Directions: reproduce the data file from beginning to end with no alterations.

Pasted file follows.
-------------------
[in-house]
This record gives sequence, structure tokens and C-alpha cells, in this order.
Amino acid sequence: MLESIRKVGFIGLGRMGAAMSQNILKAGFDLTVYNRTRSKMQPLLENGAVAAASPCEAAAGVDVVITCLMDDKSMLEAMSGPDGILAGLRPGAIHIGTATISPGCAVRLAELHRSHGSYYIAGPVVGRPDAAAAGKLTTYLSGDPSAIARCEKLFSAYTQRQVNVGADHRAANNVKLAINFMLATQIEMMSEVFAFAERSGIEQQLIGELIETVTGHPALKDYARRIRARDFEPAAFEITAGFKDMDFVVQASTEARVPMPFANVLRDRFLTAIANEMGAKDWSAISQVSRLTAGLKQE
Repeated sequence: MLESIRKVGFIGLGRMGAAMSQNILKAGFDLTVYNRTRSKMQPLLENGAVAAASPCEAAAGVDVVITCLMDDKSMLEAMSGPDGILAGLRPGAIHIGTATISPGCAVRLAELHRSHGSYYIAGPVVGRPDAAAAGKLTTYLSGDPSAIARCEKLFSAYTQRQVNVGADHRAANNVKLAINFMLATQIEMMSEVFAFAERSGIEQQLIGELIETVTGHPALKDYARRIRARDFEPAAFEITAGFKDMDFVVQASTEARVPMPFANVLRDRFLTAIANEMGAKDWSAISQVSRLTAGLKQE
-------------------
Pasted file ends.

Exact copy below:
[in-house]
This record gives sequence, structure tokens and C-alpha cells, in this order.
Amino acid sequence: MLESIRKVGFIGLGRMGAAMSQNILKAGFDLTVYNRTRSKMQPLLENGAVAAASPCEAAAGVDVVITCLMDDKSMLEAMSGPDGILAGLRPGAIHIGTATISPGCAVRLAELHRSHGSYYIAGPVVGRPDAAAAGKLTTYLSGDPSAIARCEKLFSAYTQRQVNVGADHRAANNVKLAINFMLATQIEMMSEVFAFAERSGIEQQLIGELIETVTGHPALKDYARRIRARDFEPAAFEITAGFKDMDFVVQASTEARVPMPFANVLRDRFLTAIANEMGAKDWSAISQVSRLTAGLKQE
Repeated sequence: MLESIRKVGFIGLGRMGAAMSQNILKAGFDLTVYNRTRSKMQPLLENGAVAAASPCEAAAGVDVVITCLMDDKSMLEAMSGPDGILAGLRPGAIHIGTATISPGCAVRLAELHRSHGSYYIAGPVVGRPDAAAAGKLTTYLSGDPSAIARCEKLFSAYTQRQVNVGADHRAANNVKLAINFMLATQIEMMSEVFAFAERSGIEQQLIGELIETVTGHPALKDYARRIRARDFEPAAFEITAGFKDMDFVVQASTEARVPMPFANVLRDRFLTAIANEMGAKDWSAISQVSRLTAGLKQE